Starting today, Nov 8, five Michigan counties will participate in a one-year oral fluid roadside drug testing pilot program developed by the Michigan State Police (MSP). The five counties piloting the test are Berrien, Delta, Kent, St. Clair and Washtenaw.
The pilot program will establish policies for the administration of roadside drug testing to determine whether an individual is operating a vehicle while under the influence of a controlled substance in violation of Michigan law.
Michigan has seen a steady increase in fatal crashes involving drivers impaired by drugs over the last few years. In 2016, there were 236 drug-involved traffic fatalities, which is an increase of 32 percent from 179 drug-involved traffic fatalities in 2015.
“Motorists under the influence of drugs pose a risk to themselves and others on the road,” said Col. Kriste Kibbey Etue, Director of the MSP. “With drugged driving on the rise, law enforcement officers need an effective tool to assist in making these determinations during a traffic stop.”
Why was Washtenaw chosen as one of the test areas you may wonder? The pilot counties were chosen based on several criteria, including the number of impaired driving crashes, impaired drivers arrested and trained Drug Recognition Experts (DREs) in the county.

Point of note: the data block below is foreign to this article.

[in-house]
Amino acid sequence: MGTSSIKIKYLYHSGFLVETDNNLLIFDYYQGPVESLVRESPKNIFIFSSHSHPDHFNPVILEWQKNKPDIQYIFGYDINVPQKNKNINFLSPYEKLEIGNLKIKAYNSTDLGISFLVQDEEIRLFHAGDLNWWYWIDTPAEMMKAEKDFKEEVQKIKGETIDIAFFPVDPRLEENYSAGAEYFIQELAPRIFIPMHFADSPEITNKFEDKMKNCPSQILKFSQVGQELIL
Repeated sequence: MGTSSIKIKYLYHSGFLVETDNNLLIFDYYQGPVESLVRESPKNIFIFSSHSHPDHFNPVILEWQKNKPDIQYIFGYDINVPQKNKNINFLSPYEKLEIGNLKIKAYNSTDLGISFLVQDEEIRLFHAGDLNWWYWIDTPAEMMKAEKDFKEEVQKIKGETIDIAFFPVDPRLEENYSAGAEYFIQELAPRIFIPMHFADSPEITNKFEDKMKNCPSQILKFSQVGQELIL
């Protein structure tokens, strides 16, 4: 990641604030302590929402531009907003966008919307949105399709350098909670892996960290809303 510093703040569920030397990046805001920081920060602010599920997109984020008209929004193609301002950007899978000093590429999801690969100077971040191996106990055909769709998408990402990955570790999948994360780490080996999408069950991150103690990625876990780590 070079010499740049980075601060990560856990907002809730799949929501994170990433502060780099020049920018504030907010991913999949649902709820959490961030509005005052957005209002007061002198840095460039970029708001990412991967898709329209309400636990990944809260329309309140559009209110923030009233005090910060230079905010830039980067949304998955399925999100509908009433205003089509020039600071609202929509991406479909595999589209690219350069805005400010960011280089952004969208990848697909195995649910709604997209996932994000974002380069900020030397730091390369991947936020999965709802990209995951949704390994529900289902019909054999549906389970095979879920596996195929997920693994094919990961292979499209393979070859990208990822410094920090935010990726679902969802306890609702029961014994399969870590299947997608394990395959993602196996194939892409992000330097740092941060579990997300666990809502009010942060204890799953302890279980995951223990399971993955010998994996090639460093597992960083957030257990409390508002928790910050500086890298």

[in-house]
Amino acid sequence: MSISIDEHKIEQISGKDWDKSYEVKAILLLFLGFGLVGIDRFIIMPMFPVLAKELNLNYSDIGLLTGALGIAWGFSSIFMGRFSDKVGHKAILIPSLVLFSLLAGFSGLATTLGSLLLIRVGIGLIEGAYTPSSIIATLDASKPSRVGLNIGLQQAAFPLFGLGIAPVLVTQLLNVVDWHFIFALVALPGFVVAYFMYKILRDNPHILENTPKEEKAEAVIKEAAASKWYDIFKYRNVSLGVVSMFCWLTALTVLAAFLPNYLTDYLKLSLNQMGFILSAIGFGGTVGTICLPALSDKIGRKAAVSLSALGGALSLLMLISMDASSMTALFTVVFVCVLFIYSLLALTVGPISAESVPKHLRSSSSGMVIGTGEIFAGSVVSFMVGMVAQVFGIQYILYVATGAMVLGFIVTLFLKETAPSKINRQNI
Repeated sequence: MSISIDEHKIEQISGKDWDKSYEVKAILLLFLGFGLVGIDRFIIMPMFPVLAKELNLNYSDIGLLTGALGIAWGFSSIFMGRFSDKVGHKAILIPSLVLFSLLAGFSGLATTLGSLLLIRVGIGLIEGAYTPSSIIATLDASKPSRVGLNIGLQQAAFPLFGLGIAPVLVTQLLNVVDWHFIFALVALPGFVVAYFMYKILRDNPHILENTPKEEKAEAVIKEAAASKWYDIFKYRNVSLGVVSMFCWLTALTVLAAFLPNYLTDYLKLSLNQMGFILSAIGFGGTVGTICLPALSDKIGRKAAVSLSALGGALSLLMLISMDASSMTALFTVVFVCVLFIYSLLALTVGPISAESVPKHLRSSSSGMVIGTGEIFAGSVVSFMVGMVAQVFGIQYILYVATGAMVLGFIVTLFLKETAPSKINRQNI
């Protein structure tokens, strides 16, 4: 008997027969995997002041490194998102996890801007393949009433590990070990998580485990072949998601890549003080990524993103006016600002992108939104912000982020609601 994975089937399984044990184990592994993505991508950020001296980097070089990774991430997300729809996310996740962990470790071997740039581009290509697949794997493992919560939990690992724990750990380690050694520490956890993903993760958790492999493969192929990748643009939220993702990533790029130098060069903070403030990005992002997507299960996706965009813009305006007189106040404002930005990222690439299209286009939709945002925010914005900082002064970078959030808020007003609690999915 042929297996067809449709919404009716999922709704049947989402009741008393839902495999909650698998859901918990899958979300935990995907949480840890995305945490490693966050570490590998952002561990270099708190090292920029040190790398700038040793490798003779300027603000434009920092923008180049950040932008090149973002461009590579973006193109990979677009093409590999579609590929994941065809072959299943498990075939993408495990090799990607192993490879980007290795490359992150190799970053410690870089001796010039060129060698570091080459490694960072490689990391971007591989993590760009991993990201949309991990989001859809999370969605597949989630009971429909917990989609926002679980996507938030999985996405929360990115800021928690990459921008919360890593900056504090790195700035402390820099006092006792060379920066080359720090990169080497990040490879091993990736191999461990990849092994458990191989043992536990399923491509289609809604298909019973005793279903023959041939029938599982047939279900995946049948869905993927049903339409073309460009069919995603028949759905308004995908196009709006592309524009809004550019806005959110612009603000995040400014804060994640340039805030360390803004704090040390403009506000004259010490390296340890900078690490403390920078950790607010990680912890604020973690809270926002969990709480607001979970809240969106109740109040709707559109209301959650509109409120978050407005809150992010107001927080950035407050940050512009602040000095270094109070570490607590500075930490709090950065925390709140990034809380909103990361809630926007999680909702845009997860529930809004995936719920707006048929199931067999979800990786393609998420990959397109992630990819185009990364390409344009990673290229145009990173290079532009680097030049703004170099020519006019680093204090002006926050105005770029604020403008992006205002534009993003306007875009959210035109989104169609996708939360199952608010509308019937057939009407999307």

DREs are police officers who have received highly specified training that allows them to identify drivers impaired by drugs. Although the pilot program is being organized and managed by the MSP, DREs employed by county, township and municipal police agencies will also be involved.
DRE’s will be carrying hand held devices that detect the presence of controlled substances in the driver’s saliva. In spite of carrying the tool, officers will still have to establish probable cause for impairment. They will not be randomly pulling people over, they will be looking for signs of possible impairment such as driving too fast, too slow, weaving, not using turn signals and other indicators.
The six drugs the device will detect are:
- Marijuana/Cannabis (THC)
Under the pilot program, a DRE may require a person to submit to a preliminary oral fluid analysis to detect the presence of a controlled substance in the person’s body if they suspect the driver is impaired by drugs. The preliminary oral fluid analysis will be conducted by a DRE on the person’s oral fluid, obtained by mouth swab, and will be administered along with the drug recognition 12-step evaluation currently used by DREs. Refusal to submit to a preliminary oral fluid analysis upon lawful demand of a police officer is a civil infraction.
You can watch a video of how it works here.